National Silent Movie Day - 9/29
15 Movies / September 29
With special dates set aside for National Bubble Wrap Appreciation Day and National Name Your Car Day, why shouldn’t there be a day dedicated to celebrating, preserving and creating access to silent films? TCM’s line-up for this daylong fest touches on a small portion of the cinematic riches that were produced before the advent of sound, but it includes some of the very best.
First up – chronologically but not in order of airing – is the legendary short A Trip to the Moon (1902) by the innovative director Georges Méliès, who was given a worthy tribute by Martin Scorsese in Hugo (2011). Bringing a sense of magic and fun to early cinema through the use of ground-breaking special effects, Méliès borrows from Jules Verne and H.G. Wells to tell the tale of a fantastic lunar expedition in 30 incredible tableaux.
Méliès’ life story, from illusionist to cinema artist to forgotten proprietor of a toy store in a Paris train station (the setting for Scorsese’s movie), is detailed in the documentary Le mystère Méliès/The Méliès Mystery (2021). Archivist-scholar and host of TCM’s Silent Sunday Nights, Jacqueline Stewart, joins the schedule at 8pm to introduce the film. She’ll also be on-air to host the screening of Be Natural: The Untold Story of Alice Guy Blaché (2018), an acclaimed documentary about the early success of the landmark filmmaker, her fade into obscurity and the efforts to reclaim her and her works from neglect. Jodie Foster narrates this look at an extraordinary woman whose prolific output numbers more than 450 films between 1896 and 1920.
Another pioneer, African American film director Oscar Micheaux, is represented by his early work. Within Our Gates (1920) is the second of 42 films, most of them self-written, by Micheaux who made his debut with the first feature-length motion picture produced by a Black filmmaker, The Homesteader (1919). Within Our Gates tells the story of an educated woman who dedicates herself to saving a near bankrupt school for impoverished African American youths.
A number of international directors made silent films that are some of the most important and influential not only of their era but of all time. Danish director Carl Theodor Dreyer’s The Passion of Joan of Arc (1928), depicting the trial and execution of the 15th century saint, is still considered a landmark of cinema, and Maria Falconetti’s performance as Joan is often listed as one of the greatest in film history. Battleship Potemkin (1925), directed by Russian film artist and theorist Sergei Eisenstein, contains one of the most celebrated and imitated scenes ever – the massacre of civilians on the Odessa steps. Shot mostly in the Mojave Desert, The Wind (1928) by Swedish director Victor Sjöström gave Lillian Gish one of her greatest roles and audiences a harrowing classic scene (the wind uncovering a buried corpse). Sjöström started his career in his native country and came to Hollywood in the 1920s, directing such screen legends as John Gilbert, Lon Chaney and Greta Garbo.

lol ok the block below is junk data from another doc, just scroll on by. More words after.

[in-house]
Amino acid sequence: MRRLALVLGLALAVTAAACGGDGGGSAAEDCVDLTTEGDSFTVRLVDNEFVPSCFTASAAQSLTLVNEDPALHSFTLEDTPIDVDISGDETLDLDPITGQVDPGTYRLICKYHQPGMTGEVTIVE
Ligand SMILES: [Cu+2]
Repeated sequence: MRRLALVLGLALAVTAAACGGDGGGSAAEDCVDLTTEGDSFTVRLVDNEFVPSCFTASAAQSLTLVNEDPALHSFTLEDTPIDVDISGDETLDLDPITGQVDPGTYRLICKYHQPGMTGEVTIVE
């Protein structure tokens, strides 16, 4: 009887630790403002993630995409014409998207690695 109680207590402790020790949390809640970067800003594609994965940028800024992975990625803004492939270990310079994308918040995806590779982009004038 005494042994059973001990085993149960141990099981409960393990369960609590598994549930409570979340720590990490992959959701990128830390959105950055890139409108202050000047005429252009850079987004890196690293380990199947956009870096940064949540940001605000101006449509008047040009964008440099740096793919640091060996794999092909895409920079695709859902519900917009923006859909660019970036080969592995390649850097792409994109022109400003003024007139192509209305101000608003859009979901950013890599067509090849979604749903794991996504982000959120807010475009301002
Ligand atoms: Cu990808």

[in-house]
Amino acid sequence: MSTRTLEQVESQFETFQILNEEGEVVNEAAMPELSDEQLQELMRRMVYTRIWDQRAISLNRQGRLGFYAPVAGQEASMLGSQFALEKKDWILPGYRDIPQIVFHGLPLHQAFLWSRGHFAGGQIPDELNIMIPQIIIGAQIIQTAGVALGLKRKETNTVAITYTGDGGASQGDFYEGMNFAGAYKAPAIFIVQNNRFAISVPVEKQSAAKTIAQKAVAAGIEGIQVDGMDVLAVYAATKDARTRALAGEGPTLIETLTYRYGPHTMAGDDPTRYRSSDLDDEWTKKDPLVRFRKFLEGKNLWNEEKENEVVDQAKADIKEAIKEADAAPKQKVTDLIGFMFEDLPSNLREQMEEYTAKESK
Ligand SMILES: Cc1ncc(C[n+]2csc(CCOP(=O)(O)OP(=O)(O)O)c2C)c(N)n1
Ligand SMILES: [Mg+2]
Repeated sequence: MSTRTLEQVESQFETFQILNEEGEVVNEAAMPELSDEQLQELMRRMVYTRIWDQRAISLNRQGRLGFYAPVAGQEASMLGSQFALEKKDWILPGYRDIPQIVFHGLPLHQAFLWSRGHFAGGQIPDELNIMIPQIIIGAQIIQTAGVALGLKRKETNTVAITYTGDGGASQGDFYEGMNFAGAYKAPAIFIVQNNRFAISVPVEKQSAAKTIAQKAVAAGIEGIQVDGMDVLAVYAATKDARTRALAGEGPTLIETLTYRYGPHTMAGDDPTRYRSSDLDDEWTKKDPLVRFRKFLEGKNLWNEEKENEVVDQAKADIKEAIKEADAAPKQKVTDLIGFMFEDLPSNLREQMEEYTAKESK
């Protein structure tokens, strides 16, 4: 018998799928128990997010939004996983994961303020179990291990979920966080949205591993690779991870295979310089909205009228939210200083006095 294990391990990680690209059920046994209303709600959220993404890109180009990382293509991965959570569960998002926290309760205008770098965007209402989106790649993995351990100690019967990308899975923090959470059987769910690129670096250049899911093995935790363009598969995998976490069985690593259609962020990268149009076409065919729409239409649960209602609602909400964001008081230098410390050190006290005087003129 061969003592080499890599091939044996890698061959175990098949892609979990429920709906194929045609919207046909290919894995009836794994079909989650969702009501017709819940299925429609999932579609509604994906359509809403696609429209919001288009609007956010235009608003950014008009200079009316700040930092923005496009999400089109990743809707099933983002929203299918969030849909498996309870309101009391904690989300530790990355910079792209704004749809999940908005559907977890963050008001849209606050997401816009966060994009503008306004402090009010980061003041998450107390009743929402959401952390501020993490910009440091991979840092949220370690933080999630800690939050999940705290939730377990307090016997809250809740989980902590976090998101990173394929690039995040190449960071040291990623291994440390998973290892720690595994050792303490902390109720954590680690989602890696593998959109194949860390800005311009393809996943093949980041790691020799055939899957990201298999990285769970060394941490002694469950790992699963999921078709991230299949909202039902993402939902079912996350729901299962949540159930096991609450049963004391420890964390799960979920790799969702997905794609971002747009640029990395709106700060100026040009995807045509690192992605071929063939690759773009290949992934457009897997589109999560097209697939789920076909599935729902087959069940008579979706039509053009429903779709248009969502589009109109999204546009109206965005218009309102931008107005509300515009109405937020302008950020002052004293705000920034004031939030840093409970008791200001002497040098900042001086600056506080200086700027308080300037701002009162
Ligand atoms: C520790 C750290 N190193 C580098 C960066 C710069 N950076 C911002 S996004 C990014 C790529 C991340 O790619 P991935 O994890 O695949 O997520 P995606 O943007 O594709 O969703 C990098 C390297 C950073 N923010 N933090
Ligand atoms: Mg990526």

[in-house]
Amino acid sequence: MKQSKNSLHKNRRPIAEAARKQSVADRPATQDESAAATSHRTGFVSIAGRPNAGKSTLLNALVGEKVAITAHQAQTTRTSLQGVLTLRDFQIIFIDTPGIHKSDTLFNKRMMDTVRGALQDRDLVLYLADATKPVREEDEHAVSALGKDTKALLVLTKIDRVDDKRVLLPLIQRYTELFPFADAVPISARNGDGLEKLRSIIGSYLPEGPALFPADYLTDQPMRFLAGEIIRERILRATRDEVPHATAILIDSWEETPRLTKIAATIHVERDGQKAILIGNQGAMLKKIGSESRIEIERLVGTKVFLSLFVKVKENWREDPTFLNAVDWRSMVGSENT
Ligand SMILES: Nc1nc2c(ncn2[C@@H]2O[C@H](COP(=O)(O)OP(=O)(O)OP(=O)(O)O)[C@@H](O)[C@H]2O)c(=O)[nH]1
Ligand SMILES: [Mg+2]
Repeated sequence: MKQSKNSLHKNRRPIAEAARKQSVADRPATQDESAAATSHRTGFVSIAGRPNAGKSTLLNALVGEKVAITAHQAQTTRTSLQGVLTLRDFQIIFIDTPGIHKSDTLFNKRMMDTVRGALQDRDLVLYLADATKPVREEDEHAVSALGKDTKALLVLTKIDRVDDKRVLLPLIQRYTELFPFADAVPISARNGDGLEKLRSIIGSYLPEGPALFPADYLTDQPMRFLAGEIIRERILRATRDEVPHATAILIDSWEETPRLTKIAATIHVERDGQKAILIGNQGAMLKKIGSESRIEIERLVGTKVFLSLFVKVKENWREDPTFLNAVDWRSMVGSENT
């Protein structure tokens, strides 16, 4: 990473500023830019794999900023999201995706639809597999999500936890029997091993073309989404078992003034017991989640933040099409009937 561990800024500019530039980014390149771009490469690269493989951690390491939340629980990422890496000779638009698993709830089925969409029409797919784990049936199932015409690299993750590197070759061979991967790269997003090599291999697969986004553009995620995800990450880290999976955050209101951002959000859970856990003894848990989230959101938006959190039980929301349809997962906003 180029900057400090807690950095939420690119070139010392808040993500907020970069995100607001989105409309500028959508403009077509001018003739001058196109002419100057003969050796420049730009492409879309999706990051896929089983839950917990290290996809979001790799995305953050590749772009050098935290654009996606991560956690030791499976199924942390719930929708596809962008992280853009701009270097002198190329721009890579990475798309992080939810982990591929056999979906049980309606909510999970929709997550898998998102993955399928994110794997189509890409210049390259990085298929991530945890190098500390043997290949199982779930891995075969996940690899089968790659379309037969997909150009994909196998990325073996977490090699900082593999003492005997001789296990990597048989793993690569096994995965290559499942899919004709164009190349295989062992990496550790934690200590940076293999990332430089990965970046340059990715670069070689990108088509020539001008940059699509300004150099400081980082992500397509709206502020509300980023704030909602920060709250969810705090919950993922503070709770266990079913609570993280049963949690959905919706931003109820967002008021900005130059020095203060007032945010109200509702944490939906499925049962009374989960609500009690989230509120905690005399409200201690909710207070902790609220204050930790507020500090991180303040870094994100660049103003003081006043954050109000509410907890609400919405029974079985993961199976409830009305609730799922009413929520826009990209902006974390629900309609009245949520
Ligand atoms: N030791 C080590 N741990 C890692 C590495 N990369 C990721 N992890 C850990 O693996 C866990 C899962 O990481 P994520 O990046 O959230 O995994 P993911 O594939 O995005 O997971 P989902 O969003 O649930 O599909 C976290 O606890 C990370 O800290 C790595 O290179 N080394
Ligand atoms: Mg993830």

One of the greatest stars of the era with a truly global following, Garbo is represented here by one of her most iconic roles as the woman who comes between two friends in Clarence Brown’s romantic drama Flesh and the Devil (1926). Other great stars of the era also get their due in the day’s schedule, including Mary Pickford in Sparrows (1926) and Rudolph Valentino in The Four Horsemen of the Apocalypse (1921). This day is also a rare chance to see the first Asian star of American film, Anna May Wong. Frustrated by the stereotypical roles she was being given in Hollywood, Wong went to the U.K. for the drama Piccadilly (1929), co-starring Charles Laughton. The film was originally released as a silent early in the year, then re-released several months later with a music score, sound effects and prologue for theaters equipped for sound.
Finally, no day commemorating silent movies would be complete without the great comic talents of the era. Three of the most popular are included here: Harold Lloyd’s The Freshman (1925); Charlie Chaplin’s touching City Lights (1931), produced as a silent even after the beginning of the sound era; and Buster Keaton’s wildly inventive Sherlock, Jr. (1924). Keaton also gets the biographical treatment in Peter Bogdanovich’s documentary The Great Buster (2018), which gives him his due as a timeless film visionary.